Pythagorean Triples

When Programming Praxis mentioned that the newest challenge sounded like a Project Euler problem, they were’t wrong. Basically, the idea is to count the number of Pythagorean Triples with perimeters (sum of the three numbers) under a given value. The necessary code to brute force the problem is really straight forward, but then they asked for the count up to one million. With the brute force O(n^2) algorithm (and a relatively high constant), that’s not really feasible. So that’s when we have to get a bit more creative.

First, how about that brute force solution I promised:

(define (brute-count-triples-under sum)
  (define count 0)
  (for* ([a (in-range 1 sum)]
         [b (in-range 1 a)]
         #:when (let ([c (sqrt (+ (* a a) (* b b)))])
                  (and (<= (+ a b c) sum)
                       (integer? c))))
    (set! count (+ count 1)))
  count)

The basic idea is calculate every a and b such that a < b and such that c = \sqrt{a^2 + b^2} for some integer c and the sum a+b+c is less than the target. Simple enough, how does that work out?

> (time (brute-count-triples-under 100))
cpu time: 8 real time: 5 gc time: 0
17

And pretty fast too. But if we try to run longer examples:

> (time (brute-count-triples-under 1000))
cpu time: 584 real time: 585 gc time: 48
325
 
> (time (brute-count-triples-under 10000))
cpu time: 54687 real time: 54840 gc time: 1348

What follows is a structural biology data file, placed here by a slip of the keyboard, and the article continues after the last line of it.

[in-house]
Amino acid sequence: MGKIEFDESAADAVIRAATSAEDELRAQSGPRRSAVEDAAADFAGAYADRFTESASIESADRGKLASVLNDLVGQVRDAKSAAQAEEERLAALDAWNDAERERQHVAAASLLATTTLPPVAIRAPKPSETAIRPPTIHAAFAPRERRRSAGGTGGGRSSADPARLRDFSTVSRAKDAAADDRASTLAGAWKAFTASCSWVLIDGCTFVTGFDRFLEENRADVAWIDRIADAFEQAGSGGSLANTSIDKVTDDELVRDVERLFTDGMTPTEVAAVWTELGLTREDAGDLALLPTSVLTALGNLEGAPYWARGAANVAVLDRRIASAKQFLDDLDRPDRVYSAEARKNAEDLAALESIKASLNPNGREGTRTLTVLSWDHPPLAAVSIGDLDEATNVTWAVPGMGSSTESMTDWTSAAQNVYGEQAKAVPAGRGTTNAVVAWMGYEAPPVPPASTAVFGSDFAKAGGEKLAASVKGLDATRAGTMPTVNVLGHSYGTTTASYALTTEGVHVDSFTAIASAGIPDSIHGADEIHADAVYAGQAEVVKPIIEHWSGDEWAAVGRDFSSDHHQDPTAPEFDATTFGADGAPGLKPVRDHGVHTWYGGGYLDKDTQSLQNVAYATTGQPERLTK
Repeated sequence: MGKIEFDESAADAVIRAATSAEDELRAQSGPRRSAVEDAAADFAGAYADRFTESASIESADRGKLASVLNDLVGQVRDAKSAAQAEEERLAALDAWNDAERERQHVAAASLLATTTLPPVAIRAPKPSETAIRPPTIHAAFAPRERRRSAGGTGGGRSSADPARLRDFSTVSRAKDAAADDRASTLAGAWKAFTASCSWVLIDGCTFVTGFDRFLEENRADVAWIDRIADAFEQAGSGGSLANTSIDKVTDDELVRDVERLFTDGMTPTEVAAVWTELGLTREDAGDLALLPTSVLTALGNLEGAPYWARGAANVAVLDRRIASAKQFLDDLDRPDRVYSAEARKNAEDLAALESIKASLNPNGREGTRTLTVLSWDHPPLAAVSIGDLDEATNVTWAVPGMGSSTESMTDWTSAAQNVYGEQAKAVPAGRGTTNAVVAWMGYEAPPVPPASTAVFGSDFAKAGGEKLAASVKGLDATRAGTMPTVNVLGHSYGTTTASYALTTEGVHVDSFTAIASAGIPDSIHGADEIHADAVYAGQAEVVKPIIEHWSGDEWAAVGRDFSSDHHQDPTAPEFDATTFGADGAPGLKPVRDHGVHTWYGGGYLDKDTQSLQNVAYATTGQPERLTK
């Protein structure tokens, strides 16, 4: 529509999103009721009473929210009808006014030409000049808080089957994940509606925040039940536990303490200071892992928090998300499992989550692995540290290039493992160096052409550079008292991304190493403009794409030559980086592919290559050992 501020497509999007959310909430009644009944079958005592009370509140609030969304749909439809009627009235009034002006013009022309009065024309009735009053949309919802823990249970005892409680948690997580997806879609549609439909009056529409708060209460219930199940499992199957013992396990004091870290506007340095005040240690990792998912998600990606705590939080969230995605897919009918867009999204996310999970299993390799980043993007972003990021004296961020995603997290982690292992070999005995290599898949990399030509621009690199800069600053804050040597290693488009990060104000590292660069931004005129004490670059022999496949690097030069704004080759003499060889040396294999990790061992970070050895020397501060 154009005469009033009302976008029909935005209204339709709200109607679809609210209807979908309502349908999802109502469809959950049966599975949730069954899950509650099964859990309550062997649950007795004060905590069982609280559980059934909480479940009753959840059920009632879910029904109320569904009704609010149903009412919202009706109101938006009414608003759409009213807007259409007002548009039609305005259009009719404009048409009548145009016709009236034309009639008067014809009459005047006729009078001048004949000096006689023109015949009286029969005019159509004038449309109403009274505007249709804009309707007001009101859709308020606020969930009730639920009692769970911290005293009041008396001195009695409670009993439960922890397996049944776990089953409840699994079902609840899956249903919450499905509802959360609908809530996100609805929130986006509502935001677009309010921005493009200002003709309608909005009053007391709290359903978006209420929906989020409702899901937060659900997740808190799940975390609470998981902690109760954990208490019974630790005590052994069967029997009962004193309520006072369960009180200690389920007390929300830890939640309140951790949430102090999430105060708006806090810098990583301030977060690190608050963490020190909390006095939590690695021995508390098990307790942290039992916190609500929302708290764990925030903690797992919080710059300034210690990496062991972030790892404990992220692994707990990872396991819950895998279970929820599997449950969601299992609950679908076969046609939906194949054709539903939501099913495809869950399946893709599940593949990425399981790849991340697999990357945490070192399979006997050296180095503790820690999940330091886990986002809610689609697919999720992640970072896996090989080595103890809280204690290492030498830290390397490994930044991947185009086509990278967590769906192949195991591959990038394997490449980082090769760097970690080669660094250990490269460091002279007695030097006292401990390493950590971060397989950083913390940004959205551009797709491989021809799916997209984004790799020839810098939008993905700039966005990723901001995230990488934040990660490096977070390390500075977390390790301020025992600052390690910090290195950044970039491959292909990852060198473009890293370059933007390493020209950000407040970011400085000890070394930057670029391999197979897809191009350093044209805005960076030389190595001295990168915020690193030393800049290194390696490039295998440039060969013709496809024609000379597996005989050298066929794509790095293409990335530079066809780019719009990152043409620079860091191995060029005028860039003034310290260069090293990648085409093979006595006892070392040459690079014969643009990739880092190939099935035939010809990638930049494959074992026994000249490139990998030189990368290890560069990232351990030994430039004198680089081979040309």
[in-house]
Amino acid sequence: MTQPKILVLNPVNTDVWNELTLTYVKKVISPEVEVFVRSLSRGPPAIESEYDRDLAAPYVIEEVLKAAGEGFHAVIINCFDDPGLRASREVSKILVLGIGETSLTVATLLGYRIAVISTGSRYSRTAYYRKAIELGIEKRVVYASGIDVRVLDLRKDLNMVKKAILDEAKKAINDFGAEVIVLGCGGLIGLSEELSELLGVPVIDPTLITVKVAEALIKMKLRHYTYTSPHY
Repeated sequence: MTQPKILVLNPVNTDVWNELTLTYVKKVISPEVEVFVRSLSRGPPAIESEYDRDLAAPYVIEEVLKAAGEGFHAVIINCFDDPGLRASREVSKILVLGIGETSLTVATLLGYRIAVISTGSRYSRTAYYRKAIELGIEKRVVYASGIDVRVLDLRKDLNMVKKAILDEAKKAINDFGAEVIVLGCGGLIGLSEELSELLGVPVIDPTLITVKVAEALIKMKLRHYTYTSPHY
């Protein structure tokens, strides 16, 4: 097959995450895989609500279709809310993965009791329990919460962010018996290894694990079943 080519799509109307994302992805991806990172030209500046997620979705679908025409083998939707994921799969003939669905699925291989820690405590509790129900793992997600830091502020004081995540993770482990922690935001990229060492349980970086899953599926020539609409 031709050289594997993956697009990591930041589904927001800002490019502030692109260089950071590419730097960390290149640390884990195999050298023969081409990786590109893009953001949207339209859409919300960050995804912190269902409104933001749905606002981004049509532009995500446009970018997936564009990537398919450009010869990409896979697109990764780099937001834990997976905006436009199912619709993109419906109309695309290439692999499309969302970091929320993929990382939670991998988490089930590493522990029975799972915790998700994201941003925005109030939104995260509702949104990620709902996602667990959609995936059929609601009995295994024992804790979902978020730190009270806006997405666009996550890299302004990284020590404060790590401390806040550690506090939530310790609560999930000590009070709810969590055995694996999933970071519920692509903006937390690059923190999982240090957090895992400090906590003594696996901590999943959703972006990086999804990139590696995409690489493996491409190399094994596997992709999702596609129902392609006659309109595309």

4858

Yeah, I don’t really want to try that on one million. So we need a faster algorithm. Luckily, you don’t have to try all of the possible ways that could generate a triple–it turns out there are algorithms to do it for you. One in particularly came from a British math professor A. Hall in the paper Genealogy of Pythagorean Triads which showed that given any primitive Pythagorean triple (one that is not a multiple of another, smaller triple), you can produce three more primitive triples with the formulas:

a – 2b + 2c, 2a – b + 2c, 2a – 2b + 3c
a + 2b + 2c, 2a + b + 2c, 2a + 2b + 3c
-a + 2b + 2c, -2a + b + 2c, -2a + 2b + 3c

You can generate even more primitive triples from those in turn, as long as you choose to do so. In our case, we can stop each branch once the perimeter of the triple is larger than our target as they don’t ever get smaller. So how do we turn that into code? We use Racket’s generators:

(define (primitive-triples [max-sum #f])
  (generator ()
    (let loop ([a 3] [b 4] [c 5])
      (when (or (not max-sum) (<= (+ a b c) max-sum))
        (yield (list (min a b) (max a b) c))
        ; a – 2b + 2c, 2a – b + 2c, 2a – 2b + 3c
        (loop (+ a (* -2 b) (* 2 c))
              (+ (* 2 a) (- b) (* 2 c))
              (+ (* 2 a) (* -2 b) (* 3 c)))
        ; a + 2b + 2c, 2a + b + 2c, 2a + 2b + 3c
        (loop (+ a (* 2 b) (* 2 c))